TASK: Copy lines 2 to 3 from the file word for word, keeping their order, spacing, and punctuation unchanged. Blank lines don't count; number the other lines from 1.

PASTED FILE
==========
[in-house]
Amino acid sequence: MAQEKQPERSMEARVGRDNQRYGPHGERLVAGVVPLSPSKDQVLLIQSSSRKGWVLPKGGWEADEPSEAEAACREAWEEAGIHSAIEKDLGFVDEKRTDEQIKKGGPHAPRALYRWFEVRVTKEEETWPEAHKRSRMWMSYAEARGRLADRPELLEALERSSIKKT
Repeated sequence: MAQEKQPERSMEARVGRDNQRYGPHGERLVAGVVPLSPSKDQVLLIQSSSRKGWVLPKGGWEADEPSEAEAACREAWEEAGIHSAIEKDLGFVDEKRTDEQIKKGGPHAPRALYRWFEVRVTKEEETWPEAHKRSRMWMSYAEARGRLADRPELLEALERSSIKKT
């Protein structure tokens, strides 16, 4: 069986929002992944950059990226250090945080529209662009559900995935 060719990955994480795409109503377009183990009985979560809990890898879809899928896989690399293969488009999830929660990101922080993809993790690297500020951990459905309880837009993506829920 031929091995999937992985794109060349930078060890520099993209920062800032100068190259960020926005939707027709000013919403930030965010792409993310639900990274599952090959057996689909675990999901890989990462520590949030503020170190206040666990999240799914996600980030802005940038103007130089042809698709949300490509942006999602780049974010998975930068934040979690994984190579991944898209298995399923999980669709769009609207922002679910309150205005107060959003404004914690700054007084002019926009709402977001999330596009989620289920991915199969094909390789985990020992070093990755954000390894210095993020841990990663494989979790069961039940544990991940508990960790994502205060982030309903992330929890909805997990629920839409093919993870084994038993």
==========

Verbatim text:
Amino acid sequence: MAQEKQPERSMEARVGRDNQRYGPHGERLVAGVVPLSPSKDQVLLIQSSSRKGWVLPKGGWEADEPSEAEAACREAWEEAGIHSAIEKDLGFVDEKRTDEQIKKGGPHAPRALYRWFEVRVTKEEETWPEAHKRSRMWMSYAEARGRLADRPELLEALERSSIKKT
Repeated sequence: MAQEKQPERSMEARVGRDNQRYGPHGERLVAGVVPLSPSKDQVLLIQSSSRKGWVLPKGGWEADEPSEAEAACREAWEEAGIHSAIEKDLGFVDEKRTDEQIKKGGPHAPRALYRWFEVRVTKEEETWPEAHKRSRMWMSYAEARGRLADRPELLEALERSSIKKT